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For the first time, stem cells are being reprogrammed into new neurons. This has been tested in the brain of a patient with Parkinson’s Disease, a sickness which still has no known cure. Kyoto University researchers transplanted a total of 2.4 million stem cells directly into the brain of the patient. As of this writing, the trial is ongoing, but the initial findings are very promising. The hope is that the transplant will restore neurons destroyed by the disease, and at least help relieve symptoms associated with Parkinson’s, adds Curtis Cripe.

Curtis Cripe, Ph.D., is the head of research and development at the NTL Group, which specializes in the creation of neuroengineering programs for the diagnosis and treatment of various neurological disorders. For more on Dr. Cripe and his work, go to this website.

Common speech disorders in toddlers

Children have individual paces of development but parents are often aware of the ages where milestones occur. For example, between 9 and 12 months, a baby should already have taken his or her first steps and should be walking unassisted by 15 months. Another major milestone is talking. Babies start talking 6 months in. The progression of speech should then be monitored from that point.

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Neuroengineering expert Dr. Curtis Cripe opens the possibility that children who fail specific speaking milestones could be suffering from speech disorders. There are a few common speech disorders in toddlers that are rooted in neurology. Here are some of these:

Apraxia of Speech
Apraxia of speech occurs when the neural pathway between the toddler’s speech function and brain is obscured or lost. The end result of Apraxia of Speech is that a child cannot make the muscles necessary for speech coordinate with the brain. The muscles themselves are fine, but are unable to articulate properly what the toddler wants to say, making the speech incoherent.

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Stammering
Also known as stuttering, stammering occurs when a toddler repeats certain parts of words, making it difficult to form phrases or sentences. According to the National Institute of Deafness and Other Communication Disorders, three million people in the US suffer from stammering. They also noted that at least 10% of children are stammering, although 75% of those who do eventually outgrow it.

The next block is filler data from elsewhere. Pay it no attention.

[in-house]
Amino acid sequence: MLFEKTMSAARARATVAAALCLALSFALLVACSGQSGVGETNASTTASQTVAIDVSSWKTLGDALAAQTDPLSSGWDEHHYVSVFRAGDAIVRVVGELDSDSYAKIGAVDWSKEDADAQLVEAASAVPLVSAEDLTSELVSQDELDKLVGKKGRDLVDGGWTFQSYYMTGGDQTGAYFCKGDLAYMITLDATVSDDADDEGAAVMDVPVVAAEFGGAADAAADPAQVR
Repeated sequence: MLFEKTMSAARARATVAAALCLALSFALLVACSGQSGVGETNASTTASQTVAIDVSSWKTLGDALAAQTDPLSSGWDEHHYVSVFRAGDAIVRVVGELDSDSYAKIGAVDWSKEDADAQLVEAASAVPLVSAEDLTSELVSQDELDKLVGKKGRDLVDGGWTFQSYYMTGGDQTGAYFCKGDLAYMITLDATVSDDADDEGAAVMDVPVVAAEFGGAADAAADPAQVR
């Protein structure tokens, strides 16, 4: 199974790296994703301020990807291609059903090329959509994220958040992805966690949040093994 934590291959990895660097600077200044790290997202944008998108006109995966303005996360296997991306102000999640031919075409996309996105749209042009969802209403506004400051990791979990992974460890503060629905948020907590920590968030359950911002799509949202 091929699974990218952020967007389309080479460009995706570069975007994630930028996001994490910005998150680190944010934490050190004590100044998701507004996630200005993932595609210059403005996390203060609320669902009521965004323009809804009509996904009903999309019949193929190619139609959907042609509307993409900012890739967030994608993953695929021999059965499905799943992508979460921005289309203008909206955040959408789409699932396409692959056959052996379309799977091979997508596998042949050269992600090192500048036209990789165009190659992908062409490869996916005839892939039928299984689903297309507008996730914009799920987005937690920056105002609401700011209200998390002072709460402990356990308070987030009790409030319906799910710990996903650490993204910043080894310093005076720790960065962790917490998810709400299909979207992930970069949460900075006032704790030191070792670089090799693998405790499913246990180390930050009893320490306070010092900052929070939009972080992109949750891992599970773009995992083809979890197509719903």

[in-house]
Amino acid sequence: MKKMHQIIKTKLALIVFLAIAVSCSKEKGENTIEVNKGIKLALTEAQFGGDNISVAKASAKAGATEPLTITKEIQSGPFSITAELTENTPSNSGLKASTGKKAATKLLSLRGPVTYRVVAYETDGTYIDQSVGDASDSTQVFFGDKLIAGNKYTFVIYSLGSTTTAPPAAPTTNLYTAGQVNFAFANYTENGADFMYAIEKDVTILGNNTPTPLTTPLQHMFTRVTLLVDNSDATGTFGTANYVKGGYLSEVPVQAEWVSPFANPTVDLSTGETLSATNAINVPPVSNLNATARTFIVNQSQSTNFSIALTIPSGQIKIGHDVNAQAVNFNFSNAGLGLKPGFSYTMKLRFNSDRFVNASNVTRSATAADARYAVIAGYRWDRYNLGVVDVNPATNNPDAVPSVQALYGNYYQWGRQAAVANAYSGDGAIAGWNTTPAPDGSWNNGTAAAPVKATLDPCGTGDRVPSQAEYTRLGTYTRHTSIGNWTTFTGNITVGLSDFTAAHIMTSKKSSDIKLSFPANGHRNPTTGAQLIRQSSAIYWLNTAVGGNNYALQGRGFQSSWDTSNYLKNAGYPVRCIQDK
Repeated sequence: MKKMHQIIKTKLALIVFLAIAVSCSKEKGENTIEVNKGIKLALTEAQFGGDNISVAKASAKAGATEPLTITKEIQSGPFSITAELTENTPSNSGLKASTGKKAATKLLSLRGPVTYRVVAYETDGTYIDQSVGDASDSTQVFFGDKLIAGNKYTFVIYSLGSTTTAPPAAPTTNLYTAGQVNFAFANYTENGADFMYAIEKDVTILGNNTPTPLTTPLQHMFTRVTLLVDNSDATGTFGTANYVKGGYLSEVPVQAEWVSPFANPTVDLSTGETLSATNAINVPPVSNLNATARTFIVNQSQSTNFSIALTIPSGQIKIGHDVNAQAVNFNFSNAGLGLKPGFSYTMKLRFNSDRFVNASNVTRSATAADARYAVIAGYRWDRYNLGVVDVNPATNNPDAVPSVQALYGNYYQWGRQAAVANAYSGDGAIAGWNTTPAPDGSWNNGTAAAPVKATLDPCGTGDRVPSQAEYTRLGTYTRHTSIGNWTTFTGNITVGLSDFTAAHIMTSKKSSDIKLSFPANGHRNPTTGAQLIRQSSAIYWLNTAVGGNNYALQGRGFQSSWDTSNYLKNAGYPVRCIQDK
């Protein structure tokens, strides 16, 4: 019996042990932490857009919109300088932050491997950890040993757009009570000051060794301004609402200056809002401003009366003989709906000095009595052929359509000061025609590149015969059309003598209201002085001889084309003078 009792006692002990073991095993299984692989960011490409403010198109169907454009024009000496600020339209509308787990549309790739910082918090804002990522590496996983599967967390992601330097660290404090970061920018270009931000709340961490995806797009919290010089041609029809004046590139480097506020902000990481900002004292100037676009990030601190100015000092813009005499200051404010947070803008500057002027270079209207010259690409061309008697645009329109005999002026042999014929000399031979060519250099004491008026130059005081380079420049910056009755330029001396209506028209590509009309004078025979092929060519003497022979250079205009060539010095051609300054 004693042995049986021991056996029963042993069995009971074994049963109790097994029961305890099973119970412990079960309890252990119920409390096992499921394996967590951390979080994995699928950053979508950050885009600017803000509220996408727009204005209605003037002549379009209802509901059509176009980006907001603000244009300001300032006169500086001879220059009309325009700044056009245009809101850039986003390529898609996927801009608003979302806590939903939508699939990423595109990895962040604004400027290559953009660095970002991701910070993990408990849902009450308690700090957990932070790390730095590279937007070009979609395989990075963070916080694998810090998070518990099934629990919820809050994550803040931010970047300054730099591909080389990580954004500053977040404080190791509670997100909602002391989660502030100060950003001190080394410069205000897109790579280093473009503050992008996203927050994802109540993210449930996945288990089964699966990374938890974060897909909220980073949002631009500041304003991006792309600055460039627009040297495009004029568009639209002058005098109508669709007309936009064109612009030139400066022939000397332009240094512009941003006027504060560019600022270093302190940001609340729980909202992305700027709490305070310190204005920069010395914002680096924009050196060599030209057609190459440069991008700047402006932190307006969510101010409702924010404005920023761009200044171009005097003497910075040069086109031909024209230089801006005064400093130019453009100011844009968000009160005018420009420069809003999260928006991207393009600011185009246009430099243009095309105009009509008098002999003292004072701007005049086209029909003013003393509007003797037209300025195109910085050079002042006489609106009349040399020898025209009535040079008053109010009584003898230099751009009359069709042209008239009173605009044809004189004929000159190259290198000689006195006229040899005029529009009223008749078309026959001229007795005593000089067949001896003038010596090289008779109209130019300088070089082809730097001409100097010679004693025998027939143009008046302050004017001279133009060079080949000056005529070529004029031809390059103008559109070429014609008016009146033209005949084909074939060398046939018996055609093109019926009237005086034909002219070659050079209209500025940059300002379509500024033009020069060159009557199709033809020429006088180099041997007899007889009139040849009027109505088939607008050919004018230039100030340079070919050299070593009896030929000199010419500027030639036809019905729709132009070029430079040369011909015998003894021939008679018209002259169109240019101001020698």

Dysarthria
Dysarthria is caused by nerve or muscle damage and manifests itself in slurred speech. According to Dr. Curtis Cripe, other symptoms of Dysarthria include labored speech, difficulty in articulating, changes of rhythm and pitch during speech, limited lip, tongue, or jaw movement, and abrupt changes in voice quality.

Dr. Curtis Cripe heads research and development at the NTL Group. He has published two peer-reviewed papers and written two book chapters on neurotherapy and neuroengineering. To know more about Dr. Cripe and his achievements, visit this website.

Ways artificial intelligence is transforming neuroscience

By now, it is very apparent that artificial intelligence or AI is not only changing the way people navigate through traffic, find new forms of entertainment, and shop online. AI has also drastically altered how many industries work, allowing scientists to come up with more realistic and innovative solutions to various global issues like finding alternatives to batteries and better understanding how our minds work, says Curtis Cripe of the neuroengineering research specialist NTL Group.

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AI is allowing for huge leaps in neuroscience, the strand of biology dealing with the anatomy and physiology of the human brain. Such a development is crucial in better understanding our behaviors, as neuroscience affects various fields spanning psychology and linguistics.

While deep learning is integral to modern AI studies, everything begins with the development of artificial neural networks or ANNs. An ANN is a computational model of the biological brain, something that neuroscientists were able to develop from breakthroughs in neurophysiology and psychology. Its goal is to detect patterns, allowing neuroscience to help validate current AI methods.

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It’s exciting that the relationship between neuroscience and AI is fast becoming a mutual one, as the former also benefits from the reinforced learning that AI provides, explains Curtis Cripe. While it must be noted that neuroscience’s provision of pattern detection does not necessarily equate to the correct approach in AI computation systems, neuroscience nonetheless ushers in myriad and complex arrays of algorithms and architectures that can be used to further AI innovations in the future.

Curtis Cripe, Ph.D., is the head of research and development at the NTL Group, which specializes in neuroengineering programs aimed at the diagnosis and treatment of neurological disorders connected to head injury, depression, anxiety, memory disorders, and learning disorders. More on Dr. Cripe and his work here.